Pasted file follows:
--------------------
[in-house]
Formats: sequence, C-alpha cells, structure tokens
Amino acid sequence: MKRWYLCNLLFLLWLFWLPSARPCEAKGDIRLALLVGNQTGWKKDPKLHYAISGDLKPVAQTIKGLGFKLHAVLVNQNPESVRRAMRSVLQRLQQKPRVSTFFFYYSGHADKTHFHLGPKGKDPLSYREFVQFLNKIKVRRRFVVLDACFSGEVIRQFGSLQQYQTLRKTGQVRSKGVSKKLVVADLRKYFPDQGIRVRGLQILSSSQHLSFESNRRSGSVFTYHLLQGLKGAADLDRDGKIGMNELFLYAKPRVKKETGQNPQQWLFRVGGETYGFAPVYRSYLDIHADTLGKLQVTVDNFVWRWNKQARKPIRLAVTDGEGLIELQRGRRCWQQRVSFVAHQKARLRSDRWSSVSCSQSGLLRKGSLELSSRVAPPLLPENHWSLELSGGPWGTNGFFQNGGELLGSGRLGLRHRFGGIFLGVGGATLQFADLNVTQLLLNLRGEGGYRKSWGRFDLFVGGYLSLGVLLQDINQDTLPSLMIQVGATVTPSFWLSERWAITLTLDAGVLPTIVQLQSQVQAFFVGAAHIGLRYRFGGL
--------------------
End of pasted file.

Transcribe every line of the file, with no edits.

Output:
[in-house]
Formats: sequence, C-alpha cells, structure tokens
Amino acid sequence: MKRWYLCNLLFLLWLFWLPSARPCEAKGDIRLALLVGNQTGWKKDPKLHYAISGDLKPVAQTIKGLGFKLHAVLVNQNPESVRRAMRSVLQRLQQKPRVSTFFFYYSGHADKTHFHLGPKGKDPLSYREFVQFLNKIKVRRRFVVLDACFSGEVIRQFGSLQQYQTLRKTGQVRSKGVSKKLVVADLRKYFPDQGIRVRGLQILSSSQHLSFESNRRSGSVFTYHLLQGLKGAADLDRDGKIGMNELFLYAKPRVKKETGQNPQQWLFRVGGETYGFAPVYRSYLDIHADTLGKLQVTVDNFVWRWNKQARKPIRLAVTDGEGLIELQRGRRCWQQRVSFVAHQKARLRSDRWSSVSCSQSGLLRKGSLELSSRVAPPLLPENHWSLELSGGPWGTNGFFQNGGELLGSGRLGLRHRFGGIFLGVGGATLQFADLNVTQLLLNLRGEGGYRKSWGRFDLFVGGYLSLGVLLQDINQDTLPSLMIQVGATVTPSFWLSERWAITLTLDAGVLPTIVQLQSQVQAFFVGAAHIGLRYRFGGL